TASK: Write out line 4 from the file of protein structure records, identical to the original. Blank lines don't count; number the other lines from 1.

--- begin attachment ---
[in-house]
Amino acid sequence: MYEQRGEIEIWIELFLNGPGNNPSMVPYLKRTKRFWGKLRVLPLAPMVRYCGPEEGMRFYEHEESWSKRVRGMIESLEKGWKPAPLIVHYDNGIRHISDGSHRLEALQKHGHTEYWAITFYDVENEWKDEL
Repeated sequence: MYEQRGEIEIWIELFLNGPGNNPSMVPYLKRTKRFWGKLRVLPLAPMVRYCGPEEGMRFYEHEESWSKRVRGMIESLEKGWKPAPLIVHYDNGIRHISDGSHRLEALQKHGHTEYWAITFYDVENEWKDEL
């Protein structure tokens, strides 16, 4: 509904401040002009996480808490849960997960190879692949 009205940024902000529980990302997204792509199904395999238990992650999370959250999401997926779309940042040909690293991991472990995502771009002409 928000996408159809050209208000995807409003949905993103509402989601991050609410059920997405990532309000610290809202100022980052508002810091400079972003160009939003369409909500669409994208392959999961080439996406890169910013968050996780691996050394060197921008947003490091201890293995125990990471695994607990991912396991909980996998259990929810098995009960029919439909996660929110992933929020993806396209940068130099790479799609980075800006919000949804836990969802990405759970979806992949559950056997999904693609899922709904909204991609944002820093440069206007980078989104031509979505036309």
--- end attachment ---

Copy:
């Protein structure tokens, strides 16, 4: 509904401040002009996480808490849960997960190879692949 009205940024902000529980990302997204792509199904395999238990992650999370959250999401997926779309940042040909690293991991472990995502771009002409 928000996408159809050209208000995807409003949905993103509402989601991050609410059920997405990532309000610290809202100022980052508002810091400079972003160009939003369409909500669409994208392959999961080439996406890169910013968050996780691996050394060197921008947003490091201890293995125990990471695994607990991912396991909980996998259990929810098995009960029919439909996660929110992933929020993806396209940068130099790479799609980075800006919000949804836990969802990405759970979806992949559950056997999904693609899922709904909204991609944002820093440069206007980078989104031509979505036309």